The first Thanksgiving in the New World was celebrated in 1621, nearly a year after the Pilgrims landed at Plymouth in the Massachusetts Bay Colony.
In 1789, George Washington became the first of many US presidents to formally proclaim a day of “public thanksgiving and prayer”:
I do recommend and assign Thursday, the 26th day of November next, to be devoted by the people of these States to the service of that great and glorious Being who is the beneficent author of all the good that was, that is, or that will be; that we may then all unite in rendering unto Him our sincere and humble thanks for His kind care and protection of the people of this country previous to their becoming a nation; for the signal and manifold mercies and the favorable interpositions of His providence in the course and conclusion of the late war; for the great degree of tranquillity, union, and plenty which we have since enjoyed; for the peaceable and rational manner in which we have been enabled to establish constitutions of government for our safety and happiness, and particularly the national one now lately instituted; for the civil and religious liberty with which we are blessed, and the means we have of acquiring and diffusing useful knowledge; and, in general, for all the great and various favors which He has been pleased to confer upon us.
In 1863, in the midst of the Civil War, Abraham Lincoln likewise called for a day of Thanksgiving in November:
I do therefore invite my fellow citizens in every part of the United States, and also those who are at sea and those who are sojourning in foreign lands, to set apart and observe the last Thursday of November next, as a day of Thanksgiving and Praise to our beneficent Father who dwelleth in the Heavens.
And so it was until President Franklin Roosevelt, in 1939, temporarily moved the celebration back to the third Thursday in November to stimulate Depression-era Christmas sales.
President Trump on Tuesday issued his own Thanksgiving proclamation:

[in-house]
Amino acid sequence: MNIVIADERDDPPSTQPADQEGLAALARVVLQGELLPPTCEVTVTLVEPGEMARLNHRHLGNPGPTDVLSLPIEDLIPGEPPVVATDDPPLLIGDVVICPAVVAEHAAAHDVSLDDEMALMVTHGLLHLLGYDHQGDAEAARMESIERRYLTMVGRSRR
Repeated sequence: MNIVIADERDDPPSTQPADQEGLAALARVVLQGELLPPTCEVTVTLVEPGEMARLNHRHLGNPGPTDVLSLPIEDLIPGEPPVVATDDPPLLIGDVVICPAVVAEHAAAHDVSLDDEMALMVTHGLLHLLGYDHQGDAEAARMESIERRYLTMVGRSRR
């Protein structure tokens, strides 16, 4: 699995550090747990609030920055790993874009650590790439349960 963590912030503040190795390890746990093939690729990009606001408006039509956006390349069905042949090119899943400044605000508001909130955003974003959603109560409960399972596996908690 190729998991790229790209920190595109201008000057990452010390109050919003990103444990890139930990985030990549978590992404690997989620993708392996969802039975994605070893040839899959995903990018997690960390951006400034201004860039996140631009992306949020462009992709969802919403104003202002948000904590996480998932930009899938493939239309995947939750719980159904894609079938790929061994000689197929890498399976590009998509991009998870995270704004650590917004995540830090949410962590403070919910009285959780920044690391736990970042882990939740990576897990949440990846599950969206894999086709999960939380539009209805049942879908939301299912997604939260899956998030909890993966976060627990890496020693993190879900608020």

On Thanksgiving Day, we recall the courageous and inspiring journey of the Pilgrims who, nearly four centuries ago, ventured across the vast ocean to flee religious persecution and establish a home in the New World. They faced illness, harsh conditions, and uncertainty, as they trusted in God for a brighter future. The more than 100 Pilgrims who arrived at Plymouth, Massachusetts, on the Mayflower, instilled in our Nation a strong faith in God that continues to be a beacon of hope to all Americans. Thanksgiving Day is a time to pause and to reflect, with family and friends, on our heritage and the sacrifices of our forebearers who secured the blessings of liberty for an independent, free, and united country.
After surviving a frigid winter and achieving their first successful harvest in 1621, the Pilgrims set aside three days to feast and give thanks for God’s abundant mercy and blessings.
Members of the Wampanoag tribe who had taught the Pilgrims how to farm in New England and helped them adjust and thrive in that new land shared in the bounty and celebration. . .
This Thanksgiving, as we gather in places of worship and around tables surrounded by loved ones, in humble gratitude for the bountiful gifts we have received, let us keep in close memory our fellow Americans who have faced hardship and tragedy this year. In the spirit of generosity and compassion, let us joyfully reach out in word and deed, and share our time and resources throughout our communities. Let us also find ways to give to the less fortunate whether it be in the form of sharing a hearty meal, extending a helping hand, or providing words of encouragement.
We are especially reminded on Thanksgiving of how the virtue of gratitude enables us to recognize, even in adverse situations, the love of God in every person, every creature, and throughout nature. Let us be mindful of the reasons we are grateful for our lives, for those around us, and for our communities. We also commit to treating all with charity and mutual respect, spreading the spirit of Thanksgiving throughout our country and across the world.
Today, we particularly acknowledge the sacrifices of our service members, law enforcement personnel, and first responders who selflessly serve and protect our Nation. This Thanksgiving, more than 200,000 brave American patriots will spend the holiday overseas, away from their loved ones. Because of the men and women in uniform who volunteer to defend our liberty, we are able to enjoy the splendor of the American life. We pray for their safety, and for the families who await their return.
NOW, THEREFORE, I, DONALD J. TRUMP, President of the United States of America, by virtue of the authority vested in me by the Constitution and the laws of the United States, do hereby proclaim Thursday, November 22, 2018, as a National Day of Thanksgiving. I encourage all Americans to gather, in homes and places of worship, to offer a prayer of thanks to God for our many blessings.
IN WITNESS WHEREOF, I have hereunto set my hand this twentieth day of November, in the year of our Lord two thousand eighteen, and of the Independence of the United States of America the two hundred and forty-third.
DONALD J. TRUMP
Publication: NY Post |A Thanksgiving Tradition From George Washington to Trump